The Riyan Employment Centers were found to have a positive impact on the employment status of the participants. Participation in the program generated an average increase of 1.1 to 1.6 months of work per year, per participant in the short term (p < 0.01). It emerges from the estimation results that the impact is different for men and women. It is high and statistically significant for men – with an increase of 3 months of work per year on average (p < 0.01). In contrast, it is low and not statistically significant for women – with an increase of 0.4 months of work per year. For men and women together, there is an increase of 1.3 months of work per year on average.

 Discussion and Conclusions

The study findings, which indicate a limited, but statistically significant positive impact, are compatible with the findings of various studies that explored similar voluntary employment guidance programs in other countries. According to the professional literature, only half of the employment guidance programs analyzed had a statistically significant impact on the participants’ employment status. Moreover, only 17% of the employment programs targeting the under 35 age group – the same age group targeted by the Riyan program – had a positive and significant impact on the participants’ employment status. The findings of this study are consistent with the findings reported in the professional literature pointing to the lower impact of programs focused on job placement (like the Riyan program) compared with programs focused on human capital development (for instance, through vocational training programs).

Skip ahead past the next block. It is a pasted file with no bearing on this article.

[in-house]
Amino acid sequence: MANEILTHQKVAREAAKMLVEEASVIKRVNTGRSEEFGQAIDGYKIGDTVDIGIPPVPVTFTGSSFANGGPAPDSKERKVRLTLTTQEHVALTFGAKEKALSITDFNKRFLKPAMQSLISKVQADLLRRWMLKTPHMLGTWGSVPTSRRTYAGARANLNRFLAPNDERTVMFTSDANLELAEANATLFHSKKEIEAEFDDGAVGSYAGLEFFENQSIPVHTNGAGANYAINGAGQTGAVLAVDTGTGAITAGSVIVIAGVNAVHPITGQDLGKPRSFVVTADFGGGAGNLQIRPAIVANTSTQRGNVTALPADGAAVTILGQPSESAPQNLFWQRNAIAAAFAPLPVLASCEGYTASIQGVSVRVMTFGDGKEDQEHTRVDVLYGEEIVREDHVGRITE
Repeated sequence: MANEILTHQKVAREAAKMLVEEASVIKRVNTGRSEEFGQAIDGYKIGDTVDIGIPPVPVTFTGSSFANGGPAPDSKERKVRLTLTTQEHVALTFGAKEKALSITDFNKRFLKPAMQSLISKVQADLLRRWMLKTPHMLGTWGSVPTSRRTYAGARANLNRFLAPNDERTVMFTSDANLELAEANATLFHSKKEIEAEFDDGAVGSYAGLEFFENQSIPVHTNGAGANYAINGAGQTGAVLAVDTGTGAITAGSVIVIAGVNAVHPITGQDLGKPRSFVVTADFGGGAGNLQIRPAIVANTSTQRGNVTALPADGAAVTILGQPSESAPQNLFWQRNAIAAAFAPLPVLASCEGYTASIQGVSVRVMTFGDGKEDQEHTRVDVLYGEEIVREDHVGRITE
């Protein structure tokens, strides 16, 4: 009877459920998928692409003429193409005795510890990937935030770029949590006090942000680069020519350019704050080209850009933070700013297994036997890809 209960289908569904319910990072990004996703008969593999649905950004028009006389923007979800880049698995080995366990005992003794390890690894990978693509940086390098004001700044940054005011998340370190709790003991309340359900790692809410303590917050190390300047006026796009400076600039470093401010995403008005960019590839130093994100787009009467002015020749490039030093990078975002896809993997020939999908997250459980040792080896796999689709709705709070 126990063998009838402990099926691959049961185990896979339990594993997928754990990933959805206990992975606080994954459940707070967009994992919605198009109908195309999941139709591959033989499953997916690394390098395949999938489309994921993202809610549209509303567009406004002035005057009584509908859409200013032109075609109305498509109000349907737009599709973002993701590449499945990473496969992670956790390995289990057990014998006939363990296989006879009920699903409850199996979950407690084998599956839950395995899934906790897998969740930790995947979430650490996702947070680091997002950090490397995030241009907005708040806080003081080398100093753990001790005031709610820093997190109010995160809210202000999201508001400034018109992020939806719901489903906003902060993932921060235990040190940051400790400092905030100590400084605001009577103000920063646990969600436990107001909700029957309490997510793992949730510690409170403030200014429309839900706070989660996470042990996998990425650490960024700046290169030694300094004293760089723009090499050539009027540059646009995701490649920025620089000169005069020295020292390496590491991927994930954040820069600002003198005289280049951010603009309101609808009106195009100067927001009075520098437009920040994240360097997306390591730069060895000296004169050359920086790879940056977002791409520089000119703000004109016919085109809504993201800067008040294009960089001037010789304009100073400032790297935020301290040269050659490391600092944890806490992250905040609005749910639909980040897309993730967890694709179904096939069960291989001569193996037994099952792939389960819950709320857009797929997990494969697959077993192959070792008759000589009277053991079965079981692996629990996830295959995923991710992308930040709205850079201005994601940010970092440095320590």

The limited impact of the Riyan program on women, who constitute approximately 60% of program participants, is quite surprising given their low employment rate prior to the launching of the program. It is also surprising in light of the findings reported in the literature, which show that employment programs have a higher impact on women than on men and that – more generally – the higher the potential for improvement, the higher the impact. The gap found in this study between men and women may be attributed to the more challenging obstacles facing Arab women seeking integration in the labor market, inter alia, insufficient work experience compared with men, poor command of the Hebrew language, and inadequate work skills required in the labor market.

In view of the estimation results and the findings reported in the professional literature, it is recommended that the Riyan program continue to offer a varied range of services, tailoring its services to the specific needs of the participants – primarily the participating women. While the services currently offered by the employment centers are no doubt essential, activities focused on human capital development should be expanded and reinforced. Inter alia, referral to vocational training and development of soft employment skills should be given preference over job placement services, all the more so considering the young age of many of the participants.